Let's go back to Deuteronomy 15:12-18 as a worked example. There are all kinds of principles that we desperately need today. People still need money, so they give us their time so that they can feed themselves. The institution of slavery may not be here, but we still need to see our duty to care and provide for those who serve us in this way, to remember that they're not ultimately our property, but that in an ideal world we'd take such good care that they'd be glad to be treated as if they were. Indeed, the seeds of overthrowing Victorian slavery may be found in just this passage.

We're not them, but this passage still speaks powerfully into today's world. Our task is to work out how.

Conviction 2: God sets the agenda

This next principle flows from the first, but it also relates to the core calling of the pastor-teacher.

Preaching isn't a modern invention. Within the pages of the New Testament, we see early examples of what we call preaching. There, we see that preaching entails opening up the Bible to unfold its message for us.

This means that our task is to make sure that what we say is the same as what the text says. I don't stand up to say what I want to say, and maybe use some biblical texts to lend support. Rather, I stand up to say what the text says (because what the Bible says is what God says). What God says in his word is the driving force of the sermon. The content, shape, tone and overall thrust of the sermon must come from the content, shape, tone and overall thrust of the Bible passage.

That's to say, God sets the agenda not me. As I study the text on which I will preach, the question is this: What does God wish to say to these people through this text? Then that is what I say.

If, instead, my task was to work out what I wanted to say, for me to set the agenda, things would be very different. I'd comb the newspapers and the web for contemporary issues, and develop an opinion on those. I'd then bring various Bible passages into play that might support what I want to say. If that were my method, I'd never end up in those passages that don't seem relevant at first sight.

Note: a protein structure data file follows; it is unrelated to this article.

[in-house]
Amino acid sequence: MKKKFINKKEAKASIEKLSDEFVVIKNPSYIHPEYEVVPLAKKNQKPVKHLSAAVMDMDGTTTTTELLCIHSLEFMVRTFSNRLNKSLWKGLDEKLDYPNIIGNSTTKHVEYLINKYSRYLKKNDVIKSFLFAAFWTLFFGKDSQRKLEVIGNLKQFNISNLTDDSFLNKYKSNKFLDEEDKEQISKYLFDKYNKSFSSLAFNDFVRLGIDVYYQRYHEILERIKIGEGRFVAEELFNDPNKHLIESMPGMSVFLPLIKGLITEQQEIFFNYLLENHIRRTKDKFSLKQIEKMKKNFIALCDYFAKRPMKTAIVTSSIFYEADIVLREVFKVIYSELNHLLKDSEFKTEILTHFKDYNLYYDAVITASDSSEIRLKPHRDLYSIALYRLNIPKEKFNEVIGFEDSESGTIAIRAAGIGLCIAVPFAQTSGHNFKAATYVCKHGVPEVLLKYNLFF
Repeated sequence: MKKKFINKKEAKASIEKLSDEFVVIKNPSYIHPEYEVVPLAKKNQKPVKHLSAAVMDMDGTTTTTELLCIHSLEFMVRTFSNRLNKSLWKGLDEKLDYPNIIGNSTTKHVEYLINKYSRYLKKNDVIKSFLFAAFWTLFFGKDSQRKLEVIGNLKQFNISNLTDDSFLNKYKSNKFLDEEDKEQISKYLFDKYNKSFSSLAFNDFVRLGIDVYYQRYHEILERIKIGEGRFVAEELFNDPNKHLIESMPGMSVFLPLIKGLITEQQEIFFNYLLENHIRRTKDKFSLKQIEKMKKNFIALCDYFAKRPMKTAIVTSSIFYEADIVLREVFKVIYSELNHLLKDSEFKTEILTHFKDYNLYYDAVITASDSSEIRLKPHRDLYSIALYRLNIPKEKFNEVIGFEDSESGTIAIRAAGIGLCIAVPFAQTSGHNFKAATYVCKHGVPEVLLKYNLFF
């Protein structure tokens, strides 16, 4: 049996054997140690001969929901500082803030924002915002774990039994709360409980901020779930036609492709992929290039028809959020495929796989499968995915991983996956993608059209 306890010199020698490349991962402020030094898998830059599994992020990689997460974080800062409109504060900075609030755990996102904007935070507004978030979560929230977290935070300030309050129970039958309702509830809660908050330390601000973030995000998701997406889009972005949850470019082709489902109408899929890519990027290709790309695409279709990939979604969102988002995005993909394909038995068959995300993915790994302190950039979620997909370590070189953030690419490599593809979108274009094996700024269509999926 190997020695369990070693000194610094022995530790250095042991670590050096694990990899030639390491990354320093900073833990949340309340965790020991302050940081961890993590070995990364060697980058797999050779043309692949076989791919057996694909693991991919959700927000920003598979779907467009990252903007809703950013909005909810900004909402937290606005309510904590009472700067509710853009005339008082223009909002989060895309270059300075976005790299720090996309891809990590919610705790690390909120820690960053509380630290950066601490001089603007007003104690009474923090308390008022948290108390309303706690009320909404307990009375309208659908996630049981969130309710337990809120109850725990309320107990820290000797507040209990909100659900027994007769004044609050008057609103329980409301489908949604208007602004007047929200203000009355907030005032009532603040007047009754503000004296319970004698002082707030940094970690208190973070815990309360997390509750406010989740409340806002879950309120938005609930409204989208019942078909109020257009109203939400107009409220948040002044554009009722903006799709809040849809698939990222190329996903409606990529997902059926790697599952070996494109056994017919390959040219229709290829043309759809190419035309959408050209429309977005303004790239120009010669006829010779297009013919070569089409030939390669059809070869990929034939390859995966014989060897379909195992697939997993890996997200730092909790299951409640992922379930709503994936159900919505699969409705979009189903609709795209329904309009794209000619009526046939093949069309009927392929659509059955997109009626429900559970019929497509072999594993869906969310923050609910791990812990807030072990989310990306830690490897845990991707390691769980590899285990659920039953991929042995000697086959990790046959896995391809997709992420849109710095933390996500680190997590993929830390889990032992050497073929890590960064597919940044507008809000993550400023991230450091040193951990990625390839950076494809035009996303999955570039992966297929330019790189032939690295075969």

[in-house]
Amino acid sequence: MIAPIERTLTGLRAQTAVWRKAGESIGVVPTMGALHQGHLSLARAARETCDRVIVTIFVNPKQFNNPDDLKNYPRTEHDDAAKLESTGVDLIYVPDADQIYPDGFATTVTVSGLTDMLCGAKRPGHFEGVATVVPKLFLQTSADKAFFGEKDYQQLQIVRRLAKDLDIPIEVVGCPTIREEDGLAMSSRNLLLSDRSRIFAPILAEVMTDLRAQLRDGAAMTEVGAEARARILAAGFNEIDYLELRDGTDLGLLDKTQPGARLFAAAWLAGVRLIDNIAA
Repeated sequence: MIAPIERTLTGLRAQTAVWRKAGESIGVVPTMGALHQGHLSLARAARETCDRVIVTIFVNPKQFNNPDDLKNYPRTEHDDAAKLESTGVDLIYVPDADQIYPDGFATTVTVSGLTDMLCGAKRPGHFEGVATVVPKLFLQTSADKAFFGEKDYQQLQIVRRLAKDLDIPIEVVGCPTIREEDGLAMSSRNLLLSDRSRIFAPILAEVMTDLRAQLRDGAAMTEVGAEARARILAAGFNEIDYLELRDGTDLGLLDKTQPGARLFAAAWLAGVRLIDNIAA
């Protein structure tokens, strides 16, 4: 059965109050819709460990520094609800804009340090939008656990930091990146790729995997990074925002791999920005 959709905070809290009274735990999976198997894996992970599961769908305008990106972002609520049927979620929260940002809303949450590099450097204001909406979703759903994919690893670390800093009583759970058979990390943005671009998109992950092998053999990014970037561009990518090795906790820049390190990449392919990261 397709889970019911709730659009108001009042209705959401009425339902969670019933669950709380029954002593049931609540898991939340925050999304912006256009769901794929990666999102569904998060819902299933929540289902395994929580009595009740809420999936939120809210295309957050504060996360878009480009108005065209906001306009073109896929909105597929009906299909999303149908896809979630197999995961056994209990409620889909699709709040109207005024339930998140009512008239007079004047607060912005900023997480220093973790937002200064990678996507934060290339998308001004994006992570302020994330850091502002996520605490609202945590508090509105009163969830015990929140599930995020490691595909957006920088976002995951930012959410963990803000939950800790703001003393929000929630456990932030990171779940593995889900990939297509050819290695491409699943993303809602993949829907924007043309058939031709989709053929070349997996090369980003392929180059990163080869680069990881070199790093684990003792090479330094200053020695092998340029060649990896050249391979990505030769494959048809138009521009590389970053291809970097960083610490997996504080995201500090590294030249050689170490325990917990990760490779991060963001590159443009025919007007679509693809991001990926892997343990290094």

But given my task is to start by asking what God has to say, I can start in any passage of Scripture. It's all relevant, after all (point 1). Then I study it until I can unfold it and help us all to hear what God is saying.

Dave Helm has a saying:

In our preaching, we mustn't use the Bible like a drunk uses a lamp-post — for support, rather than illumination.

For this reason, my preferred habit is to take a section of the Bible and to preach through it in roughly even-length sections. Sure, I still have to choose which book (or part of a book) we'll preach next, but once that's done the text is simply given to me. I'm not working out what I want to say, apart from my need to work out what God wants to say from this passage.

Conviction 3: Relevance must be shown

So far, I've said that any and every passage of Scripture is relevant, and that we want God to set the agenda. This almost answers the question. We preach through passages of Scripture that may not appear contemporarily relevant, because they are all relevant. The preaching diet of a church needs to include the whole counsel of God (Acts 20:27). So we simply work our way through a variety of parts of the Bible. We don't cherry pick, certainly not on the arbitrary criterion of how superficial the relevance may be.